Surveyors conducting authorised surveys under the regulations should be conversant with the provisions of the Licensed Surveyors Act and all other Acts and Regulations. A knowledge and awareness of this legislation is necessary to enable efficient discharge of the duties of a surveyor.
The following is a list of legislation of the Parliament of Western Australia that has some relevance to the activities of licensed surveyors.
It is well documented in the Australian media that the mining construction sector has experienced a sharp decline in capital expenditure, which is expected to intensify over the next few years. Major projects in WA’s north including Gorgon, Roy Hill and Cape Lambert are all due to be completed and resource companies are scaling back or cancelling expansionary plans due to weak commodity prices.
Surveyors can choose from a number of different instruments from a range of manufacturers in order to complete their basic work tasks. A standard set will typically complete all work on most sites to the highest degree of accuracy.
Leica equipment is the preferred manufacturer by many surveyors, as this equipment is widey regarded as the most accurate and reliable brand on the market.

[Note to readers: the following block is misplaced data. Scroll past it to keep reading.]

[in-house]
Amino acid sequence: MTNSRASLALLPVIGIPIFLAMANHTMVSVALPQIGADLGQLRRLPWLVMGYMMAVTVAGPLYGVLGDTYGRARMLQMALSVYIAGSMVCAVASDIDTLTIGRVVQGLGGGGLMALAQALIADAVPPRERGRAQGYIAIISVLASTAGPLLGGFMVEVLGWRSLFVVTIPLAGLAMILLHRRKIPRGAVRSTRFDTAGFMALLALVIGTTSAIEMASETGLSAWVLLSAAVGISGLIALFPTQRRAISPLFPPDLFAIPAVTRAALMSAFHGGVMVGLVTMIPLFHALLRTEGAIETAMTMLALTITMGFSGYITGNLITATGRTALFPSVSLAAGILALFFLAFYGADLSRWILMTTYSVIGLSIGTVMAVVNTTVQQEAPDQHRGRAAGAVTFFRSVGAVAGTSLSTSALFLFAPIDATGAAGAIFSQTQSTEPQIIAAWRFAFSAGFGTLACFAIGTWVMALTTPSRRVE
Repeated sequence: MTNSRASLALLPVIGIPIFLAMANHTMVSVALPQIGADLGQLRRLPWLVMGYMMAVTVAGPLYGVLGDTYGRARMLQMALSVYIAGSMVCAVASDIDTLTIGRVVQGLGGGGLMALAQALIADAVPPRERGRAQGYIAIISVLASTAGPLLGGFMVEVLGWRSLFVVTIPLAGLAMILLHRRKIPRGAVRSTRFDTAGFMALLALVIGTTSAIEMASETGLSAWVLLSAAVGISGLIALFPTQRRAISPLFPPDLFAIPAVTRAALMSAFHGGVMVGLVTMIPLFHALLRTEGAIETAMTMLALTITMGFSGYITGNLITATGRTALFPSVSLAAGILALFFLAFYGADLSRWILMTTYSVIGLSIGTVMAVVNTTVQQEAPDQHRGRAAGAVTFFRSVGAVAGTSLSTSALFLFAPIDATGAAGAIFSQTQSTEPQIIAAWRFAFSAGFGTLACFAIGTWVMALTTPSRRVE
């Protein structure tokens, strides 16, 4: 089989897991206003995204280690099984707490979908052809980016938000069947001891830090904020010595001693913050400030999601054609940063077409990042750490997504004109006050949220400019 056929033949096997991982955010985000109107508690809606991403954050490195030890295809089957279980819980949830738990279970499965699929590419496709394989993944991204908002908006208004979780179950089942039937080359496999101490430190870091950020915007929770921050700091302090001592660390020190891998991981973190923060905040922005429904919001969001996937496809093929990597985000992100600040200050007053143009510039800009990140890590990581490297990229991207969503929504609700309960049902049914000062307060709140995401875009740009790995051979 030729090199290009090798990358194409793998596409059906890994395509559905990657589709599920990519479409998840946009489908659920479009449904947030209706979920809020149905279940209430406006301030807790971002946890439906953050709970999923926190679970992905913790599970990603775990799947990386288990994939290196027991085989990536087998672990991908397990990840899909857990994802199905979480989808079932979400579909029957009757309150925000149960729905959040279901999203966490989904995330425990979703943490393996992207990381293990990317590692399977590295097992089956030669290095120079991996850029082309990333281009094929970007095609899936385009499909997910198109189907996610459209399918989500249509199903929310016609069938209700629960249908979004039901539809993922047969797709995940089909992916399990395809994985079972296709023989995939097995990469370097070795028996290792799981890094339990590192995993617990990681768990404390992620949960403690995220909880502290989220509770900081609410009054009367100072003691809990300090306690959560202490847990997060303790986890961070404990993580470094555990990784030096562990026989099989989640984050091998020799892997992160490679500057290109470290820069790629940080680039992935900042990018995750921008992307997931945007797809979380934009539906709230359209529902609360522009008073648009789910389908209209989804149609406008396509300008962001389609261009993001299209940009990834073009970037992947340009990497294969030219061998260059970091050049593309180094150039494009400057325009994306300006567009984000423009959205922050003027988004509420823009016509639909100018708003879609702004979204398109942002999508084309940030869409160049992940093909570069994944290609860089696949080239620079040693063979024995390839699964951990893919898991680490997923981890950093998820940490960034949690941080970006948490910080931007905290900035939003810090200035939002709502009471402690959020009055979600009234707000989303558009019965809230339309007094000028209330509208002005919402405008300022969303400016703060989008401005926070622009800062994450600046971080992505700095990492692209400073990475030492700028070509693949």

This highly sophisticated instrument is arguably a surveyor’s most important piece of equipment. In order to complete the most demanding jobs in residential or commercial surveying it is important to utilise the very latest in robotic total stations. This also provides an edge to keep ahead of competitors in the survey market.
This is the original form of "strata scheme", or "strata plan", commonly known as a "building strata". At least one building must be shown on these strata plans and the boundaries of the strata lots, including the height of the lots (stratum) are defined by reference to the building.
Prior to 30 June 1985, lots could only be within a building. After that date, part of the lot could also be the land outside the building and may also include the building structure.